I just finished reading Gillian Flynn’s suspense novel, Gone Girl (and can totally understand why it was a mega best seller!)

The story is about a husband and wife, and the phrase that stuck with me is what they called “dancing monkeys.”  The term refers to husbands when wives make them do things  to prove their love: “pointless tasks, the myriad sacrifices, the endless small surrenders.”  Flynn writes it as “emotional coercion to play some happy-hubby role”, and the husband becomes a dancing monkey when he stays home instead of going out with the guys or the wife sulks when he arrives late.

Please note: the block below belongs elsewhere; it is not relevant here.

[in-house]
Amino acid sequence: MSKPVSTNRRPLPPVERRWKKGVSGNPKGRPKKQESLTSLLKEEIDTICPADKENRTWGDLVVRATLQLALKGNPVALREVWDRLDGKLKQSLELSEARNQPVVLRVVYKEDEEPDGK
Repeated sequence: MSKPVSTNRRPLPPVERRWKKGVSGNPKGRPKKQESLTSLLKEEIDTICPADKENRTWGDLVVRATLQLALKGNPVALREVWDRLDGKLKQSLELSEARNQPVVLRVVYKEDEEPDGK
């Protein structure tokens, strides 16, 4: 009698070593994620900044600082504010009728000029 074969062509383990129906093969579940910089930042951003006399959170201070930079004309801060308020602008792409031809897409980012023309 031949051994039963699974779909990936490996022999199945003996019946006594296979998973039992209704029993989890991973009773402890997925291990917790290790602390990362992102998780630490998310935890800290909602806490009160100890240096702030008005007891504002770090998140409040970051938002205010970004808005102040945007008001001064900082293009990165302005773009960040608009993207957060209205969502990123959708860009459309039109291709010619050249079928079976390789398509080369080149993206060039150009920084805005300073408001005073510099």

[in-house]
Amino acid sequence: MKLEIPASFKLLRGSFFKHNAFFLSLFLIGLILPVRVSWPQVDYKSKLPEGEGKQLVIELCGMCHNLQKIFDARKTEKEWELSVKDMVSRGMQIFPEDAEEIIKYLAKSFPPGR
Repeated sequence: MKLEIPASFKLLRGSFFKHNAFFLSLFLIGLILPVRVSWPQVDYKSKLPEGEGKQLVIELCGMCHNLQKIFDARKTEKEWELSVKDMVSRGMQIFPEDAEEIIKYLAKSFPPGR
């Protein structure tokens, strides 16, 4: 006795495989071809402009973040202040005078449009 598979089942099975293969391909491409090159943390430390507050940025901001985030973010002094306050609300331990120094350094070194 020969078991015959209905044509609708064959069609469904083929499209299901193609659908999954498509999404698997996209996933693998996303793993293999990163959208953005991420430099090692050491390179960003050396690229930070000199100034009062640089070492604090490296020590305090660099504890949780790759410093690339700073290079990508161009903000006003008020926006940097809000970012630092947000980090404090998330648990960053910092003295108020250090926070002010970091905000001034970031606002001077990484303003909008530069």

I wonder if the dancing monkey concept translates in some form to the workplace.  Are there bosses who require their employees to continually prove their dedication to them in subtle but expected ways?  Do bosses impose unrealistic timelines or working hours to test loyalty or exert authority?  Are supervisors impertinent or standoffish if someone acts too independently for their taste?

In the book, the last thing Amy wanted to do was to make Nick feel like a dancing monkey. Evaluate your posturing and expectations to ensure that you aren’t making your employees see you as an organ grinder instead of a supervisor.

— beth triplett

Gone Girl by Gillian Flynn, Broadway Books, 2014

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